Squid Game and the future of Korean language, pop culture

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Re: Squid Game and the future of Korean language, pop culture

Postby dgc1970 » Thu Oct 28, 2021 12:59 am

Godzilla would win Squid Game.
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Re: Squid Game and the future of Korean language, pop culture

Postby Axon » Thu Oct 28, 2021 2:43 am

I'm not much of a show-watcher so I can't say anything to Squid Game, but I do feel that I'm influenced to learn languages at least in part by the pop culture awareness of that language. I was introduced to 1980s-1990s Japanese "city pop" a few years ago and although I'm far from a hardcore fan, it's been something I've enjoyed listening to and something that's helped push me toward starting Japanese. I'm not that interested in learning Korean at the moment, but I'm certainly much more interested in Korean than I would be if Korean pop culture was virtually unknown internationally.

There are still many adults in the Western hemisphere, even educated ones, who have little to no concept of really any East Asian country or culture beyond what's visible in their own countries. I think the success of Korean, Japanese, and eventually Chinese* media can only be a good thing to diversify the tastes and experiences of people who never would have taken notice otherwise. For all its problems, I think Netflix has been a major driver of this by making East Asian media immediately available to monolingual Western audiences without them having to go to a separate streaming site.

*Without derailing the thread, I urge anyone who last paid attention to Chinese pop culture more than five years ago to take another look. There's a world of difference in TV especially when it comes to the quality of what's available. I agree, though, that it's still far away from getting the kind of welcome that Korean pop culture is currently enjoying.
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Re: Squid Game and the future of Korean language, pop culture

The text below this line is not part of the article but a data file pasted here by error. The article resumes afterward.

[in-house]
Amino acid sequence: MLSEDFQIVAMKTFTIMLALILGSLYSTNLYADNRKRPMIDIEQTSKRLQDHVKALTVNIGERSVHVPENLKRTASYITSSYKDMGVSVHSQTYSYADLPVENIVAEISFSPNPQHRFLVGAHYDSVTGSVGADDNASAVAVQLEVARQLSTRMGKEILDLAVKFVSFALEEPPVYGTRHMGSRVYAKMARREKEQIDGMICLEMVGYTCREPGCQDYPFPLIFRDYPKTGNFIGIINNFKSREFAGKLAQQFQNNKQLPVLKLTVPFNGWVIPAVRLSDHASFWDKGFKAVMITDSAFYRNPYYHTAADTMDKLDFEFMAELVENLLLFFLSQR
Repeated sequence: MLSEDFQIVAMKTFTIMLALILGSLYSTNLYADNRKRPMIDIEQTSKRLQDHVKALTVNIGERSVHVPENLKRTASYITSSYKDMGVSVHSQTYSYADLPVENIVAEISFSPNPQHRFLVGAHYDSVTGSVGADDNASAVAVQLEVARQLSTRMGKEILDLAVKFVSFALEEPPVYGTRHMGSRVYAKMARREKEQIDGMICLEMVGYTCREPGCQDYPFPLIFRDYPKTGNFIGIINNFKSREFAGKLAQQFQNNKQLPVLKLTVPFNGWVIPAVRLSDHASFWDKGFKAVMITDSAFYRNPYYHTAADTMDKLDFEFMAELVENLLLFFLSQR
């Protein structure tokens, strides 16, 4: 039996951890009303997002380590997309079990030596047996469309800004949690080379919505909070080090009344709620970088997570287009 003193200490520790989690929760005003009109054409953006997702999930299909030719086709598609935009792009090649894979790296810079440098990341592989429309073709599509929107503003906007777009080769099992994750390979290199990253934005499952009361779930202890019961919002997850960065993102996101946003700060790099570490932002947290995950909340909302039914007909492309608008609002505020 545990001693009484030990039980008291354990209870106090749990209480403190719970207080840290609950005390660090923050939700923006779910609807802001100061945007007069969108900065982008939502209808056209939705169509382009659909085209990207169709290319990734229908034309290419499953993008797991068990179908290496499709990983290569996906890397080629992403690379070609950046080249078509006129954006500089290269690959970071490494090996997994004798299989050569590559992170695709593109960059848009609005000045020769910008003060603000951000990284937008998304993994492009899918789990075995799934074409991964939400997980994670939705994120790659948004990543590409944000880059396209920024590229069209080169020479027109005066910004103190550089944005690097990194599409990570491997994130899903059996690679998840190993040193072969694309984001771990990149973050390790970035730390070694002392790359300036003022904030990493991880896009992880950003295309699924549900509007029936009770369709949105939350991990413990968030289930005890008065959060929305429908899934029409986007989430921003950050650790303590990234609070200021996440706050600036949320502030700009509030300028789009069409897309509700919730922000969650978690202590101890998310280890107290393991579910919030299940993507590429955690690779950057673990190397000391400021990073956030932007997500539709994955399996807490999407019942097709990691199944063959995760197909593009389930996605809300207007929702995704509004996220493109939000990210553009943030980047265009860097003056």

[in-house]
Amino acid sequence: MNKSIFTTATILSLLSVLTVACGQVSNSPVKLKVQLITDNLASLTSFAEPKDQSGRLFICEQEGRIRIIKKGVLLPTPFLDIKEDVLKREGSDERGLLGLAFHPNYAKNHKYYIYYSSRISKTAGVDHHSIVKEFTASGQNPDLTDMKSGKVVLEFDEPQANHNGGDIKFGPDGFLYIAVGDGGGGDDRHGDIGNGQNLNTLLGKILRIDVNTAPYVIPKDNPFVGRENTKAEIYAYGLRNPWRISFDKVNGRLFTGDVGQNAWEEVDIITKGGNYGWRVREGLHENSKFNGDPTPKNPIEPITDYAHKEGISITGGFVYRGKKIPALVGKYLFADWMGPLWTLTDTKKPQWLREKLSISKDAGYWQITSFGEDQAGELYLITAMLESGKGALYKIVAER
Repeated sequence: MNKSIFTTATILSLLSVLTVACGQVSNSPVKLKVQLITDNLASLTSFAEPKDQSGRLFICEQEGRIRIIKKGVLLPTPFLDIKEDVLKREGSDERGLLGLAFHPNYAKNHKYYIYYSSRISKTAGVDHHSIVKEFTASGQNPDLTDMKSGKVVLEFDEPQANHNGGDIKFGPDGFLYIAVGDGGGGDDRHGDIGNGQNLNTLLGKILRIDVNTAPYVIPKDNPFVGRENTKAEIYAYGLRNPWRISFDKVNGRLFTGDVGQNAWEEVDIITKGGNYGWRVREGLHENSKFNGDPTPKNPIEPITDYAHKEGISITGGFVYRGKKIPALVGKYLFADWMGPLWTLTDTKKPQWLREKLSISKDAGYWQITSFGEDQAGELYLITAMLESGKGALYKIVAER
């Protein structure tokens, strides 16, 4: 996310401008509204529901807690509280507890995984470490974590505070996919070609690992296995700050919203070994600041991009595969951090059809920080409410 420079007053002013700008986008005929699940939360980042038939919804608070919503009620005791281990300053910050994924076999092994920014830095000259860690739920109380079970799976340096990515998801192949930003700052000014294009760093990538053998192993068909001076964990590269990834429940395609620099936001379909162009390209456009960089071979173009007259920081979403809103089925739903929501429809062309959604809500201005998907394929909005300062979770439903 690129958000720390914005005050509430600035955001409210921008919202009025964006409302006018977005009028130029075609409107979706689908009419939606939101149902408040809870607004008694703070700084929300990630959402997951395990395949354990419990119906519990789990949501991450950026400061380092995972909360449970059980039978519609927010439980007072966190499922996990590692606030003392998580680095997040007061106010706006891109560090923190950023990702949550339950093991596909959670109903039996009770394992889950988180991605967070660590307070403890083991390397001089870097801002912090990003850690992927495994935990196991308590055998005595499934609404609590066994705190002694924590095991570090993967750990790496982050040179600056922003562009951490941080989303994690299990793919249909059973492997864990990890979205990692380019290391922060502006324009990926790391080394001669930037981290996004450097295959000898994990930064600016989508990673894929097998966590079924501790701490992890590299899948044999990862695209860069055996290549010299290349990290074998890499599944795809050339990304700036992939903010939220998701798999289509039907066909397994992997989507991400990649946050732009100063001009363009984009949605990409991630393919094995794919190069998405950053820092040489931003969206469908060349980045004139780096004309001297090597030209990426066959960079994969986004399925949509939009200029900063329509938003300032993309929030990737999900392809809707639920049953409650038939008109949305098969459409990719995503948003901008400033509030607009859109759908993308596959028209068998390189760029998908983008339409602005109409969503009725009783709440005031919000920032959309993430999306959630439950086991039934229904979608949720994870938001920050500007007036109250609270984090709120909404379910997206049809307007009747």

Postby jammon39 » Thu Oct 28, 2021 10:49 am

nooj wrote:I teach Korean to people here in Europe and my entirely anecdotal data are my students. The age bracket is teenagers to young adults and all are female. They become interested in learning Korean due to Korean TV shows and music. I'm very happy for them, but I'm still waiting for forty year old men to answer my ads.

And K-Pop has more than just a niche appeal. There's been a K-Pop song in the Top Ten on the Billboard charts regularly for the last two years, and the current number one song on the billboard charts is a K-Pop song.


Can you show me on the billboard.com website? Are you referring to the collaboration between BTS and Coldplay?


Yeah, I'm talking about the Billboard Top 100. And I don't think "Butter" is a collab with Coldplay. Even if it is, it's pure K-Pop to my ears:
https://www.billboard.com/charts/the-bi ... 2021-07-03

I also looked at this: https://en.wikipedia.org/wiki/List_of_B ... es_in_2020
And this: https://en.wikipedia.org/wiki/List_of_B ... es_in_2021
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Re: Squid Game and the future of Korean language, pop culture

Postby jammon39 » Thu Oct 28, 2021 10:58 am

jammon39 wrote:
nooj wrote:I teach Korean to people here in Europe and my entirely anecdotal data are my students. The age bracket is teenagers to young adults and all are female. They become interested in learning Korean due to Korean TV shows and music. I'm very happy for them, but I'm still waiting for forty year old men to answer my ads.

And K-Pop has more than just a niche appeal. There's been a K-Pop song in the Top Ten on the Billboard charts regularly for the last two years, and the current number one song on the billboard charts is a K-Pop song.


Can you show me on the billboard.com website? Are you referring to the collaboration between BTS and Coldplay?


Yeah, I'm talking about the Billboard Top 100. And I don't think "Butter" is a collab with Coldplay. Even if it is, it's pure K-Pop to my ears:
https://www.billboard.com/charts/the-bi ... 2021-07-03

I also looked at this: https://en.wikipedia.org/wiki/List_of_B ... es_in_2020
And this: https://en.wikipedia.org/wiki/List_of_B ... es_in_2021


I had been distracted from my language learning by a music theory guy analyzing pop trends ;), which is why this was at the front of my brain along with the popularity of Squid Game.